Abstract text : INTRODUCTION Avascular necrosis of the femoral head develops in 3-19% of patients with sickle cell disease and frequently this is bilateral. Intravascular sickling causes thrombosis and then ischemia, resulting in infarcts in the femoral head which progress to avascular necrosis. Total hip replacement is therefore indicated in such patients. However various studies have shown high complication rates in these groups of patients. There is no documented structural reason in the shape of the proximal femur in sickle cell disease patients which may cause implant loosening. The following are the objectives of this study-to assess the variation in the proximal femoral canal anatomy in sickle cell disease patients and compare with established documented findings in normal population and to also deduce if structural reasons could be the cause for implant loosening rate in this group of patients. METHODS The standardized anterior posterior radiographs of forty-two (42) sickle cell disease patients with degenerative hip osteoarthritis secondary to avascular necrosis and another identical cohort of forty-two (42) patients with primary degenerative hip OA were initially taken and evaluated on a standard imaging software. The following measurements were noted-proximal femoral canal(Y), mid-diaphysis canal(X), extra medullary canal (Z) diameters- in millimetres (mm) .The calcar-canal ratio (CC) and the cortical index (CI) was calculated as described by Dorr . RESULTS- THE SICKLE CELL GROUP:The mean cortical index (CI) was moderately high -0.65(0.38-0.83), while the mean calcar to canal (CC) ratio was low-0.49(0.27-0.89) Using independent sample t-test, there was no significant difference in the cortical index (CI) and calcar canal ratio (CC) for males and females. ( p=0.9 for CC: p value>0.05 and p=0.6 for CI: p value >0.05). OSTEOARTHRITIC GROUP:The mean cortical index (CI) was 0.49(0.19-0.79) and calcar canal ratio (CC) was 0.47(0.32-0.89). Using the independent t-test, there was no statistical difference between male and female cortical indices (t value- 0.29; degree of freedom (df)-0.221: p-0.76) . There was also no statistical difference in the calcar canal ratios between both genders. ( t value-0.153;df-0.20, p-0.87 with p value >0.05) CONCLUSION According to Dorr classification of types of variations in proximal femoral anatomy-xray measurements which show higher cortical indices and lower calcar to canal ratios suggest funnel shaped proximal femurs. This is clearly seen in the above measurements deduced in this sample of sickle cell disease patients. Their funnel shaped proximal femur allows for good implant fixation for both cemented and uncemented stems. These results therefore imply that the structural anatomy of these patients proximal femurs does not contribute to implant loosening and so other reasons for this should be sought.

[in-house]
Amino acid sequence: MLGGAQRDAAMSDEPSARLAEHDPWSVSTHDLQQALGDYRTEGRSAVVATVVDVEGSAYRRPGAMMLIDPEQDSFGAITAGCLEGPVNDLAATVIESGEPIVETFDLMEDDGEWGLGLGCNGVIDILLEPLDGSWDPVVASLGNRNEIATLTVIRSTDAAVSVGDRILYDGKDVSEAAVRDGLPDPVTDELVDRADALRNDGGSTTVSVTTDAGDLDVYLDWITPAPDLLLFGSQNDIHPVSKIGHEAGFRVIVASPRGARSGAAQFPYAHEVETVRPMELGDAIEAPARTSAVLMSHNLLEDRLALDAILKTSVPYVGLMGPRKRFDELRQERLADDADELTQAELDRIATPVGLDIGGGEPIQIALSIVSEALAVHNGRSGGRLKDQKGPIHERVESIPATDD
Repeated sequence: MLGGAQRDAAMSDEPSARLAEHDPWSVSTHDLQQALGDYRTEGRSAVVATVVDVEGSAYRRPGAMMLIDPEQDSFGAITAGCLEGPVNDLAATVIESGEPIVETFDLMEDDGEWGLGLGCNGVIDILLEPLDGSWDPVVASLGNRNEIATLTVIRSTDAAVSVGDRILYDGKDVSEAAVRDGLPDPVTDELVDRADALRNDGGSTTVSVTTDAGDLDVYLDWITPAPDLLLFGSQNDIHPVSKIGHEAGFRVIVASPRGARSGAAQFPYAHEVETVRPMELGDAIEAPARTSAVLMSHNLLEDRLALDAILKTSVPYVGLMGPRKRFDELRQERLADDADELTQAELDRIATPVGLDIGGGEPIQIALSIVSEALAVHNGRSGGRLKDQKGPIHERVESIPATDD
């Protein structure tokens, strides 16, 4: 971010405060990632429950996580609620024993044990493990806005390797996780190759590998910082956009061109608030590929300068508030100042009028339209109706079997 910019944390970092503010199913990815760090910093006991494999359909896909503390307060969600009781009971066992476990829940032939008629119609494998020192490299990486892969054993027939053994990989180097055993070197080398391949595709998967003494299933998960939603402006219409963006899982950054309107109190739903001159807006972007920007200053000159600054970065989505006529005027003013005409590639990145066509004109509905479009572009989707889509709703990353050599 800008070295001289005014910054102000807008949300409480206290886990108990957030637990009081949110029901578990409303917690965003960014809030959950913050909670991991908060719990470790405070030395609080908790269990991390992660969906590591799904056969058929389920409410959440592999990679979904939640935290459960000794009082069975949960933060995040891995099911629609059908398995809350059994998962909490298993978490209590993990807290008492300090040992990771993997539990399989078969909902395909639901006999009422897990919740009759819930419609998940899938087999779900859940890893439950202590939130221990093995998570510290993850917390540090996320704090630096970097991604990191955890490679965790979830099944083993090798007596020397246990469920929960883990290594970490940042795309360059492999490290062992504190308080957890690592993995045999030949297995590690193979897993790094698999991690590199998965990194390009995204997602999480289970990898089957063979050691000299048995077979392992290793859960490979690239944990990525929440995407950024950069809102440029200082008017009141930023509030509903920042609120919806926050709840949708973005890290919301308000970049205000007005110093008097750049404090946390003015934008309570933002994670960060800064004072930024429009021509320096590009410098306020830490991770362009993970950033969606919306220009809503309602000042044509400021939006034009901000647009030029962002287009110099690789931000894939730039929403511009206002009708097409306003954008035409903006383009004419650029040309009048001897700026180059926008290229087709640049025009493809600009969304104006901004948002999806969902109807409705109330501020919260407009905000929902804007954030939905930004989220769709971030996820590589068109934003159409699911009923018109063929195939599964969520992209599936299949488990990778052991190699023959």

|Publication status||Published - Sep 2017|
|Event||25th Annual Meeting of the European Orthopaedic Research Society - Munich, Germany|
Duration: 13 Sep 2017 → 15 Sep 2017
|Conference||25th Annual Meeting of the European Orthopaedic Research Society|
|Period||13/09/17 → 15/09/17|
George, A., Ellis, M., & Gill, H. (2017). Radiographic evaluation of the proximal femur in sickle cell disease patients. Paper presented at 25th Annual Meeting of the European Orthopaedic Research Society, Munich, Germany.